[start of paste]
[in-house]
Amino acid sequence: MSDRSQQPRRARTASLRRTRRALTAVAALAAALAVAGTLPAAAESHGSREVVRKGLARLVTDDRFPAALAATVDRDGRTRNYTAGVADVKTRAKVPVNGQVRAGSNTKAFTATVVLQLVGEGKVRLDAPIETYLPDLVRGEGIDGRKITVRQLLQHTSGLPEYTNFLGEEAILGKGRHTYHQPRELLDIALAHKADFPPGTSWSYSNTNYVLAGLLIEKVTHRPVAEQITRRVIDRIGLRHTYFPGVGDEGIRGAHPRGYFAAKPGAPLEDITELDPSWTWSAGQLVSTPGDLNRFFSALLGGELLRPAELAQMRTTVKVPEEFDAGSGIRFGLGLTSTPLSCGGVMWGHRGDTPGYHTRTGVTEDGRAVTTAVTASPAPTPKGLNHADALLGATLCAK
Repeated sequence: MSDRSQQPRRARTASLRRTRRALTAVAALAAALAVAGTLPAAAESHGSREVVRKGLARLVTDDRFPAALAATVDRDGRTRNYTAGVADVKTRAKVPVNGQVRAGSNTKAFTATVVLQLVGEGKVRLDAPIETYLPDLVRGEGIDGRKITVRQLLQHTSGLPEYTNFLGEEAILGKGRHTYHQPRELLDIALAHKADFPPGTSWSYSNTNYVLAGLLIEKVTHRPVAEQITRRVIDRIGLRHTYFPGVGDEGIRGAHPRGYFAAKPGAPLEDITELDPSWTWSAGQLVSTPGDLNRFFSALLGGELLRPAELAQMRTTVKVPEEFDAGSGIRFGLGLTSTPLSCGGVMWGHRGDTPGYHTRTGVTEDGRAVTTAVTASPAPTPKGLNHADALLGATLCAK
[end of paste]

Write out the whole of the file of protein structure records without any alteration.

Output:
[in-house]
Amino acid sequence: MSDRSQQPRRARTASLRRTRRALTAVAALAAALAVAGTLPAAAESHGSREVVRKGLARLVTDDRFPAALAATVDRDGRTRNYTAGVADVKTRAKVPVNGQVRAGSNTKAFTATVVLQLVGEGKVRLDAPIETYLPDLVRGEGIDGRKITVRQLLQHTSGLPEYTNFLGEEAILGKGRHTYHQPRELLDIALAHKADFPPGTSWSYSNTNYVLAGLLIEKVTHRPVAEQITRRVIDRIGLRHTYFPGVGDEGIRGAHPRGYFAAKPGAPLEDITELDPSWTWSAGQLVSTPGDLNRFFSALLGGELLRPAELAQMRTTVKVPEEFDAGSGIRFGLGLTSTPLSCGGVMWGHRGDTPGYHTRTGVTEDGRAVTTAVTASPAPTPKGLNHADALLGATLCAK
Repeated sequence: MSDRSQQPRRARTASLRRTRRALTAVAALAAALAVAGTLPAAAESHGSREVVRKGLARLVTDDRFPAALAATVDRDGRTRNYTAGVADVKTRAKVPVNGQVRAGSNTKAFTATVVLQLVGEGKVRLDAPIETYLPDLVRGEGIDGRKITVRQLLQHTSGLPEYTNFLGEEAILGKGRHTYHQPRELLDIALAHKADFPPGTSWSYSNTNYVLAGLLIEKVTHRPVAEQITRRVIDRIGLRHTYFPGVGDEGIRGAHPRGYFAAKPGAPLEDITELDPSWTWSAGQLVSTPGDLNRFFSALLGGELLRPAELAQMRTTVKVPEEFDAGSGIRFGLGLTSTPLSCGGVMWGHRGDTPGYHTRTGVTEDGRAVTTAVTASPAPTPKGLNHADALLGATLCAK